As Tracy has pointed out, it took a few years to figure out what was going on. I remember driving her to her liver biopsy, kind of thinking there is really nothing seriously wrong. And if there was something wrong, the doctors can fix it. They can fix anything, right? And of course, they could not find anything conclusive, so I just assumed this was a temporary condition.

Fast forward a few years and things took a turn for the worst quickly. One of the things I remember the most was her weight loss before we knew something was wrong. “Gee Randy I lost a couple of pounds again this week.” Initially it was presented with a smile, but in time we both realized weight loss without trying is bad. Another is the distance she was hitting the golf ball. The weight loss was due to the loss of muscle mass and she just could not hit it like she did in the past. Another warning was she would make the comment “my legs feel stupid”. Again, it was due to lack of strength and they would not move as her mind was telling them to do. I bring this up as a “pay attention folks” to what your body is telling you. Every month, day, hour, or minute you seek medical advice and change your lifestyle helps.

Personally, I have tried to be as supportive as possible. I also want to say it is OK for the significant other to have their weak moments. It is not easy to see the one you are in love with fight for their lives. I remember about 6 months after her diagnosis I was seeing our general practitioner, someone we both had a lot of respect for. Before he even started my physical, he asked about Tracy. After I gave him some detail, he then asked how I was doing. It hit me like a ton of bricks. I am not sick, but at that point I realized I hurt as well. And in a polite way he was telling me that this is serious, I should maybe not be handling it well. I fought back tears and of course told him I was OK. I remember in the car for the hour ride home having a pretty good cry, realizing that my wife really was sick.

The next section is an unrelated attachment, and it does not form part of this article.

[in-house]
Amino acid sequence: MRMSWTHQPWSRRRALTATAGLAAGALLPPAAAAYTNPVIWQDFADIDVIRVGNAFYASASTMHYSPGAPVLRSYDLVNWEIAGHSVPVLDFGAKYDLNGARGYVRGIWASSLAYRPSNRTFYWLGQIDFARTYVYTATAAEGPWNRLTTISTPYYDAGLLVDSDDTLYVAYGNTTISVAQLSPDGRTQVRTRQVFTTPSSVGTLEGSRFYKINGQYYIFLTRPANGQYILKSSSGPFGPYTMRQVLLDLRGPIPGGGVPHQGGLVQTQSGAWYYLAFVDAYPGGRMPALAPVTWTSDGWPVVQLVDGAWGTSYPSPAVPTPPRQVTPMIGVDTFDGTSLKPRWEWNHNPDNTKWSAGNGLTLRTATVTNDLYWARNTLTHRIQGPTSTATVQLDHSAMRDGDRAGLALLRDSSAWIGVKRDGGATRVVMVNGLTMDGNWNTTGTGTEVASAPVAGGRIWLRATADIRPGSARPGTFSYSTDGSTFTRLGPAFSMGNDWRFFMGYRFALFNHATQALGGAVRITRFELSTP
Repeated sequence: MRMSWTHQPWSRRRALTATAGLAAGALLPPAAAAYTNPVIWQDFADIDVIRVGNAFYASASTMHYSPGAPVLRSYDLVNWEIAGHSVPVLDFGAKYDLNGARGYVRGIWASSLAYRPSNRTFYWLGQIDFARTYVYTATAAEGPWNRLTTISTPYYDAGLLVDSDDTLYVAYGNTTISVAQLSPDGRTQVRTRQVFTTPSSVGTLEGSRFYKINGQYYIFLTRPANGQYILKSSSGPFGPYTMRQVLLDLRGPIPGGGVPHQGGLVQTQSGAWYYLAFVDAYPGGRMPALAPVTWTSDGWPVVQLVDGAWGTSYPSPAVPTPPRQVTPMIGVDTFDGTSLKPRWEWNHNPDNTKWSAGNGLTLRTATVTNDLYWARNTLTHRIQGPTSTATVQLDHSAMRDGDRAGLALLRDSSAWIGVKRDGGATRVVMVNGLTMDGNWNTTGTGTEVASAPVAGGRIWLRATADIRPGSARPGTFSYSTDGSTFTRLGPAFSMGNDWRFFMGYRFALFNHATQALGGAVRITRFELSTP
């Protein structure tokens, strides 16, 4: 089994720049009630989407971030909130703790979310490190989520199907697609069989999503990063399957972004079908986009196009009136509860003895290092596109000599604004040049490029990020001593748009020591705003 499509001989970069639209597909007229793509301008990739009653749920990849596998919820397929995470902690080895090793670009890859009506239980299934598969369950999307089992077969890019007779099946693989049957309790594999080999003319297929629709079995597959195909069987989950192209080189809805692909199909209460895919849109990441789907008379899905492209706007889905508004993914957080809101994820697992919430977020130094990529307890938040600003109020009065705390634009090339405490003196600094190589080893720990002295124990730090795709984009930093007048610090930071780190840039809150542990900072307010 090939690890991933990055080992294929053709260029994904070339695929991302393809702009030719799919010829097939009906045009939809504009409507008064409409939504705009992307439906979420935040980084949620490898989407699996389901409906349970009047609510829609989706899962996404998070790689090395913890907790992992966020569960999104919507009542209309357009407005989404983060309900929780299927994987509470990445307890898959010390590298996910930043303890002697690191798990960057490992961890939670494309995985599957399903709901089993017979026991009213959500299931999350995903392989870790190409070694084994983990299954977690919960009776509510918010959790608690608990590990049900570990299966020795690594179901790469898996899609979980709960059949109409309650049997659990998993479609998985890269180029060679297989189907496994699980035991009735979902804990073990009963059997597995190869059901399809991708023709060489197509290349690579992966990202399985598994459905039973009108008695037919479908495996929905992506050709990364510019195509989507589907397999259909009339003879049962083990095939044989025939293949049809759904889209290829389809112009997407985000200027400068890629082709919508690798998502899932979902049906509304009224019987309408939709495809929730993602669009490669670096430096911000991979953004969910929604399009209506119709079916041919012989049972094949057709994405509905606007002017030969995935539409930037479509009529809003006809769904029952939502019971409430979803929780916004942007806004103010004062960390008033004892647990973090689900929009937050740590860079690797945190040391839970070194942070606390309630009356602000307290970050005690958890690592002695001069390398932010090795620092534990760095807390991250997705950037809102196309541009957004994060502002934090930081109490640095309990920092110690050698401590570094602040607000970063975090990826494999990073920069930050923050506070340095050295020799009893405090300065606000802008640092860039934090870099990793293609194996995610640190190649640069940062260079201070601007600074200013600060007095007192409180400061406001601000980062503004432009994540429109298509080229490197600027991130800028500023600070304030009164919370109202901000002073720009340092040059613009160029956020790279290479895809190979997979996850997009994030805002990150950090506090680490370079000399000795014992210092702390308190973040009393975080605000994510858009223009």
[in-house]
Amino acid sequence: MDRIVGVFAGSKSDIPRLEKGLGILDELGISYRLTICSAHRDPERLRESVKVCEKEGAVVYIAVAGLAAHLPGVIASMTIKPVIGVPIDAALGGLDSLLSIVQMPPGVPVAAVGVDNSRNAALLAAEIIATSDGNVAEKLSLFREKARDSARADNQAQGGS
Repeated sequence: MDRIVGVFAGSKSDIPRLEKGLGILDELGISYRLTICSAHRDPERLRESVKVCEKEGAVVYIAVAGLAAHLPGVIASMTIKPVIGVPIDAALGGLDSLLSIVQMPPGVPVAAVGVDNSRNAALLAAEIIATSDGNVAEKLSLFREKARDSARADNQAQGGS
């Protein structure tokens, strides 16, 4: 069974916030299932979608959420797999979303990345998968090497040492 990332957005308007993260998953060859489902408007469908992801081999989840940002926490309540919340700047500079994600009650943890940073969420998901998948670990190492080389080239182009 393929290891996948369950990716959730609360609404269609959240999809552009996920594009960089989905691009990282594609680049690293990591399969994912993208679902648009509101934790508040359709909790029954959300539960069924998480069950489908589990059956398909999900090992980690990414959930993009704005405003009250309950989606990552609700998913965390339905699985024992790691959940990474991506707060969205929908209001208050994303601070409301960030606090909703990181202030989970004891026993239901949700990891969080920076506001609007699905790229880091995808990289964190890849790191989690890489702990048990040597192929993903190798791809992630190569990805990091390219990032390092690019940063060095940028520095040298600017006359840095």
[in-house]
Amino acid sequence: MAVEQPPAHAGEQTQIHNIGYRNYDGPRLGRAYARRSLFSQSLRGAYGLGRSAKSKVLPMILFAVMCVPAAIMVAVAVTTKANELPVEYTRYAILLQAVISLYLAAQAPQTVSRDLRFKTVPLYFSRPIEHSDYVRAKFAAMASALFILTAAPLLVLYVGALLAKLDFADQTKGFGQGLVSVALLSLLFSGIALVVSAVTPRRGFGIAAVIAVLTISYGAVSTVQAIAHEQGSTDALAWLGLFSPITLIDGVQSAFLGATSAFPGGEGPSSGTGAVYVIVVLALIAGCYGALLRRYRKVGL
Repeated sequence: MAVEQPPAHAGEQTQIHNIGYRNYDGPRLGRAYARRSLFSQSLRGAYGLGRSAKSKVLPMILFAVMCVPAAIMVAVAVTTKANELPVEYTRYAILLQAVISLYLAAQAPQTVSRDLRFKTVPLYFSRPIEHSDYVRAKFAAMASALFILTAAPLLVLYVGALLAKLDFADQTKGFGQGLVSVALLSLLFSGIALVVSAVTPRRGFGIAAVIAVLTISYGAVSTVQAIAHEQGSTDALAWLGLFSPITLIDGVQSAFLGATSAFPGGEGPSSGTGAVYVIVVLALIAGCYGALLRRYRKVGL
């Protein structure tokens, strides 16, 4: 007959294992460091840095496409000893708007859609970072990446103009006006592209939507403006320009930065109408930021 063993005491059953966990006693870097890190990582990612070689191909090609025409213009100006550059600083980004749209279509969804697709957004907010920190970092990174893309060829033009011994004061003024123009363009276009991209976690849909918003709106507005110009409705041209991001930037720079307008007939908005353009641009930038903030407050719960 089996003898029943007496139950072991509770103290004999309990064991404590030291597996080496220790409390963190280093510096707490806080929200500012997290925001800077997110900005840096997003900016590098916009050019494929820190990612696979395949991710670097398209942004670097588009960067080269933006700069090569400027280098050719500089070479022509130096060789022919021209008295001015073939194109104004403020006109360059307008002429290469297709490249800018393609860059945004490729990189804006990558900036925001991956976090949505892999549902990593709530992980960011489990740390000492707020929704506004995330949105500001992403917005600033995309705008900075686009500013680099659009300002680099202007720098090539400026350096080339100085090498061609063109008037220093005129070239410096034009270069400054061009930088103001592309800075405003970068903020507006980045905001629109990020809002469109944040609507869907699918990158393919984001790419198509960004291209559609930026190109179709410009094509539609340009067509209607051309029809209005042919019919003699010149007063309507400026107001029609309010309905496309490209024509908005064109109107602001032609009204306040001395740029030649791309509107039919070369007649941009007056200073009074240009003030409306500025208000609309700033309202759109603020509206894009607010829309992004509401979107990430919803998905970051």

I am very close to my wife, we are going on 35 years of marriage. Any of you who have followed her or continue to do so moving forward will realize she is one of the strongest willed persons you will ever come across. She NEVER compromises on what she eats! You will also learn that diet and other lifestyle changes is what has given her a new lease on life. As I type this, she is playing golf for the 5th day straight. Yes, it is not as easy as it used to be, but she feels better more often than she feels poorly. I want to tell anyone who will listen that there is hope.


I have recently admitted to Tracy that I sometimes forget she is sick because she does so well. This of course can be good and bad. Obviously good because of how she handles the disease. But it is wrong to forget or ignore because she battles every day, and I want to be right there with her. So, my advice is to go above and beyond in your support, be a good listener. Have faith in the process but above all know GOD is in control.

To Tracy, plain and simple, I love you. You are my everything.